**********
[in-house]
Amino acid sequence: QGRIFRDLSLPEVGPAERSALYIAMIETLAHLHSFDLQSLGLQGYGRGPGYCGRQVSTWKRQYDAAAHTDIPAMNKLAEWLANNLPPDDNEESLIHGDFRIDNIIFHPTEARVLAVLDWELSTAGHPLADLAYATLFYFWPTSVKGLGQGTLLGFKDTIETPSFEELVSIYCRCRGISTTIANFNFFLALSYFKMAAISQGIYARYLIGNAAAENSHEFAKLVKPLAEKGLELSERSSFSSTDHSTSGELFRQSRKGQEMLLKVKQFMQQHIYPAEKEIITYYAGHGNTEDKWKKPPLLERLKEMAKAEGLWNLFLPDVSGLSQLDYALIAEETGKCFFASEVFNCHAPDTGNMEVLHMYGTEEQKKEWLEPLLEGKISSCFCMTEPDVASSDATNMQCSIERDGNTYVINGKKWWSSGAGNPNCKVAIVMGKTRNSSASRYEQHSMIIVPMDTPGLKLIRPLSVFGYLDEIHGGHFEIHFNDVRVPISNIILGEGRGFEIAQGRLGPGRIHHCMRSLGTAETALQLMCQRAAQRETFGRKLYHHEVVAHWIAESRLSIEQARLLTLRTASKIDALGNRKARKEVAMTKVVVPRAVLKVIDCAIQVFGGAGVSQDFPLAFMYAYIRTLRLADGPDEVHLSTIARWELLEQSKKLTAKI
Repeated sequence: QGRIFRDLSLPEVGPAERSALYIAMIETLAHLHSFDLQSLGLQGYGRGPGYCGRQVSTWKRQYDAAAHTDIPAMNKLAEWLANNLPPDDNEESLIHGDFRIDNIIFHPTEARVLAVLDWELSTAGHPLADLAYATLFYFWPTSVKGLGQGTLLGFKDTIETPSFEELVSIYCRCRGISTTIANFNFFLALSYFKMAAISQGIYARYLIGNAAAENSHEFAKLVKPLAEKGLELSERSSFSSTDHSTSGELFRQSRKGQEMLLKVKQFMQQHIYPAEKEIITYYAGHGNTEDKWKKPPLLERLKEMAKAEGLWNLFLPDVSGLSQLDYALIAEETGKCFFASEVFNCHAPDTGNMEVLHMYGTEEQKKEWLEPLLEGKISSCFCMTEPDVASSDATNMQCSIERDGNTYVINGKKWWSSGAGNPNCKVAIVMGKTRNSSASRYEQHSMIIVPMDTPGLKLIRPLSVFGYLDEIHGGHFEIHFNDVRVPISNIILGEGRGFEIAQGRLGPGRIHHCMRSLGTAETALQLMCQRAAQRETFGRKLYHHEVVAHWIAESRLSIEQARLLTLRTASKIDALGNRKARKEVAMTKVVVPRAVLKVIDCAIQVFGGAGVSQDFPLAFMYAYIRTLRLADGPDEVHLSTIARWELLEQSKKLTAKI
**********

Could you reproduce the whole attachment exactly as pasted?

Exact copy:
[in-house]
Amino acid sequence: QGRIFRDLSLPEVGPAERSALYIAMIETLAHLHSFDLQSLGLQGYGRGPGYCGRQVSTWKRQYDAAAHTDIPAMNKLAEWLANNLPPDDNEESLIHGDFRIDNIIFHPTEARVLAVLDWELSTAGHPLADLAYATLFYFWPTSVKGLGQGTLLGFKDTIETPSFEELVSIYCRCRGISTTIANFNFFLALSYFKMAAISQGIYARYLIGNAAAENSHEFAKLVKPLAEKGLELSERSSFSSTDHSTSGELFRQSRKGQEMLLKVKQFMQQHIYPAEKEIITYYAGHGNTEDKWKKPPLLERLKEMAKAEGLWNLFLPDVSGLSQLDYALIAEETGKCFFASEVFNCHAPDTGNMEVLHMYGTEEQKKEWLEPLLEGKISSCFCMTEPDVASSDATNMQCSIERDGNTYVINGKKWWSSGAGNPNCKVAIVMGKTRNSSASRYEQHSMIIVPMDTPGLKLIRPLSVFGYLDEIHGGHFEIHFNDVRVPISNIILGEGRGFEIAQGRLGPGRIHHCMRSLGTAETALQLMCQRAAQRETFGRKLYHHEVVAHWIAESRLSIEQARLLTLRTASKIDALGNRKARKEVAMTKVVVPRAVLKVIDCAIQVFGGAGVSQDFPLAFMYAYIRTLRLADGPDEVHLSTIARWELLEQSKKLTAKI
Repeated sequence: QGRIFRDLSLPEVGPAERSALYIAMIETLAHLHSFDLQSLGLQGYGRGPGYCGRQVSTWKRQYDAAAHTDIPAMNKLAEWLANNLPPDDNEESLIHGDFRIDNIIFHPTEARVLAVLDWELSTAGHPLADLAYATLFYFWPTSVKGLGQGTLLGFKDTIETPSFEELVSIYCRCRGISTTIANFNFFLALSYFKMAAISQGIYARYLIGNAAAENSHEFAKLVKPLAEKGLELSERSSFSSTDHSTSGELFRQSRKGQEMLLKVKQFMQQHIYPAEKEIITYYAGHGNTEDKWKKPPLLERLKEMAKAEGLWNLFLPDVSGLSQLDYALIAEETGKCFFASEVFNCHAPDTGNMEVLHMYGTEEQKKEWLEPLLEGKISSCFCMTEPDVASSDATNMQCSIERDGNTYVINGKKWWSSGAGNPNCKVAIVMGKTRNSSASRYEQHSMIIVPMDTPGLKLIRPLSVFGYLDEIHGGHFEIHFNDVRVPISNIILGEGRGFEIAQGRLGPGRIHHCMRSLGTAETALQLMCQRAAQRETFGRKLYHHEVVAHWIAESRLSIEQARLLTLRTASKIDALGNRKARKEVAMTKVVVPRAVLKVIDCAIQVFGGAGVSQDFPLAFMYAYIRTLRLADGPDEVHLSTIARWELLEQSKKLTAKI